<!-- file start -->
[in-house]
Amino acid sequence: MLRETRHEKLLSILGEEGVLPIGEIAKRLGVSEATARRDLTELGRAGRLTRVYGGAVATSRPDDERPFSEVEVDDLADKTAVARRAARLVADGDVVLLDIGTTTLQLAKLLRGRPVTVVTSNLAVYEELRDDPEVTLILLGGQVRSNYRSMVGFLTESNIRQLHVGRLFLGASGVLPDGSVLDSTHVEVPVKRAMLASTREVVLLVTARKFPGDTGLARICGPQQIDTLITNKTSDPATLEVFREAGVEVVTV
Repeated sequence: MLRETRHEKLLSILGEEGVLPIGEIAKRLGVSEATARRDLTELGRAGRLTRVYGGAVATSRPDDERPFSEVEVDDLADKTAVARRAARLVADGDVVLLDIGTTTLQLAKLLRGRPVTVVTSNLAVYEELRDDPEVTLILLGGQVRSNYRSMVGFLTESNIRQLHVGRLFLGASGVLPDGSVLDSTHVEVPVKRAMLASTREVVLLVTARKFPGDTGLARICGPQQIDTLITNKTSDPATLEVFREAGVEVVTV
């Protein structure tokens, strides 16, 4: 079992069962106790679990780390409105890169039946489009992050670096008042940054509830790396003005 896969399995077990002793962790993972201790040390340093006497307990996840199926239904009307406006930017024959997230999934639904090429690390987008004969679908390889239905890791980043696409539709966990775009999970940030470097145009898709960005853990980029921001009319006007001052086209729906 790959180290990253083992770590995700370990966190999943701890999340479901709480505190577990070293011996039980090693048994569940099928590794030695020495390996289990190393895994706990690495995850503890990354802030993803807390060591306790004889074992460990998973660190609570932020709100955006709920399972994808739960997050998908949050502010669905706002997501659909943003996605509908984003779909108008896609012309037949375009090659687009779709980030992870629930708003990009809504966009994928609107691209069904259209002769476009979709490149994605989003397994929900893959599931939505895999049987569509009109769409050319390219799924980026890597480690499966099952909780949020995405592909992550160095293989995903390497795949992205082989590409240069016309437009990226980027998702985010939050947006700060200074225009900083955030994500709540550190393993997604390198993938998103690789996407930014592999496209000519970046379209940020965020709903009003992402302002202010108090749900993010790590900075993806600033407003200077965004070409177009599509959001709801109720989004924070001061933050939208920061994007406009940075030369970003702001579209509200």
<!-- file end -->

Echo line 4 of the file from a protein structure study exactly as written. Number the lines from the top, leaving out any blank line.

């Protein structure tokens, strides 16, 4: 079992069962106790679990780390409105890169039946489009992050670096008042940054509830790396003005 896969399995077990002793962790993972201790040390340093006497307990996840199926239904009307406006930017024959997230999934639904090429690390987008004969679908390889239905890791980043696409539709966990775009999970940030470097145009898709960005853990980029921001009319006007001052086209729906 790959180290990253083992770590995700370990966190999943701890999340479901709480505190577990070293011996039980090693048994569940099928590794030695020495390996289990190393895994706990690495995850503890990354802030993803807390060591306790004889074992460990998973660190609570932020709100955006709920399972994808739960997050998908949050502010669905706002997501659909943003996605509908984003779909108008896609012309037949375009090659687009779709980030992870629930708003990009809504966009994928609107691209069904259209002769476009979709490149994605989003397994929900893959599931939505895999049987569509009109769409050319390219799924980026890597480690499966099952909780949020995405592909992550160095293989995903390497795949992205082989590409240069016309437009990226980027998702985010939050947006700060200074225009900083955030994500709540550190393993997604390198993938998103690789996407930014592999496209000519970046379209940020965020709903009003992402302002202010108090749900993010790590900075993806600033407003200077965004070409177009599509959001709801109720989004924070001061933050939208920061994007406009940075030369970003702001579209509200």